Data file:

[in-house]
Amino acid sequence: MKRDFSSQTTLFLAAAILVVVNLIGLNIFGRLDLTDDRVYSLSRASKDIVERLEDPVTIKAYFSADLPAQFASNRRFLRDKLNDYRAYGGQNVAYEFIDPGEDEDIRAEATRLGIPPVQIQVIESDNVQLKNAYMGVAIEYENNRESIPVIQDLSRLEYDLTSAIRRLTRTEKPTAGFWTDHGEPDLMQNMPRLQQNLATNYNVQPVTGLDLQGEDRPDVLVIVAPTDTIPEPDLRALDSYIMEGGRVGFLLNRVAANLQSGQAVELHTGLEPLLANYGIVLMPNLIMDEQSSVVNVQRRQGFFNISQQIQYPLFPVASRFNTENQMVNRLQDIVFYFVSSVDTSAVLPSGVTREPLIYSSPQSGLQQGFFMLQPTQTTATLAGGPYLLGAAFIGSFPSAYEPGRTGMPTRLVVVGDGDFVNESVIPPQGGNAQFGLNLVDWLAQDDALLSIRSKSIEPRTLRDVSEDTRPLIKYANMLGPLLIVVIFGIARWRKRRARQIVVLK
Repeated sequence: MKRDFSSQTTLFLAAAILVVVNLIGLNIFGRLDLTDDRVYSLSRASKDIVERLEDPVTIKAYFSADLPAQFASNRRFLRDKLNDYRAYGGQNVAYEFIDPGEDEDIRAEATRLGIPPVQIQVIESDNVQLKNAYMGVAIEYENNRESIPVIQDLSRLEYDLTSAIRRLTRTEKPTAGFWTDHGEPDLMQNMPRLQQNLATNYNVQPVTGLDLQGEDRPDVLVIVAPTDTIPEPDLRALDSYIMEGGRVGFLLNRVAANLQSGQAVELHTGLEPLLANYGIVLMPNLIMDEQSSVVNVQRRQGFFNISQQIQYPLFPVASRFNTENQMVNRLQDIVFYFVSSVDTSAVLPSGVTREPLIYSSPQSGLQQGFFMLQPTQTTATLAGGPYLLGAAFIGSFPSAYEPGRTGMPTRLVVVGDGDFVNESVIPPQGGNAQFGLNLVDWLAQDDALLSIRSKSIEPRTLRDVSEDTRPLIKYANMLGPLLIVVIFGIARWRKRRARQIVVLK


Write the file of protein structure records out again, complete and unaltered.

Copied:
[in-house]
Amino acid sequence: MKRDFSSQTTLFLAAAILVVVNLIGLNIFGRLDLTDDRVYSLSRASKDIVERLEDPVTIKAYFSADLPAQFASNRRFLRDKLNDYRAYGGQNVAYEFIDPGEDEDIRAEATRLGIPPVQIQVIESDNVQLKNAYMGVAIEYENNRESIPVIQDLSRLEYDLTSAIRRLTRTEKPTAGFWTDHGEPDLMQNMPRLQQNLATNYNVQPVTGLDLQGEDRPDVLVIVAPTDTIPEPDLRALDSYIMEGGRVGFLLNRVAANLQSGQAVELHTGLEPLLANYGIVLMPNLIMDEQSSVVNVQRRQGFFNISQQIQYPLFPVASRFNTENQMVNRLQDIVFYFVSSVDTSAVLPSGVTREPLIYSSPQSGLQQGFFMLQPTQTTATLAGGPYLLGAAFIGSFPSAYEPGRTGMPTRLVVVGDGDFVNESVIPPQGGNAQFGLNLVDWLAQDDALLSIRSKSIEPRTLRDVSEDTRPLIKYANMLGPLLIVVIFGIARWRKRRARQIVVLK
Repeated sequence: MKRDFSSQTTLFLAAAILVVVNLIGLNIFGRLDLTDDRVYSLSRASKDIVERLEDPVTIKAYFSADLPAQFASNRRFLRDKLNDYRAYGGQNVAYEFIDPGEDEDIRAEATRLGIPPVQIQVIESDNVQLKNAYMGVAIEYENNRESIPVIQDLSRLEYDLTSAIRRLTRTEKPTAGFWTDHGEPDLMQNMPRLQQNLATNYNVQPVTGLDLQGEDRPDVLVIVAPTDTIPEPDLRALDSYIMEGGRVGFLLNRVAANLQSGQAVELHTGLEPLLANYGIVLMPNLIMDEQSSVVNVQRRQGFFNISQQIQYPLFPVASRFNTENQMVNRLQDIVFYFVSSVDTSAVLPSGVTREPLIYSSPQSGLQQGFFMLQPTQTTATLAGGPYLLGAAFIGSFPSAYEPGRTGMPTRLVVVGDGDFVNESVIPPQGGNAQFGLNLVDWLAQDDALLSIRSKSIEPRTLRDVSEDTRPLIKYANMLGPLLIVVIFGIARWRKRRARQIVVLK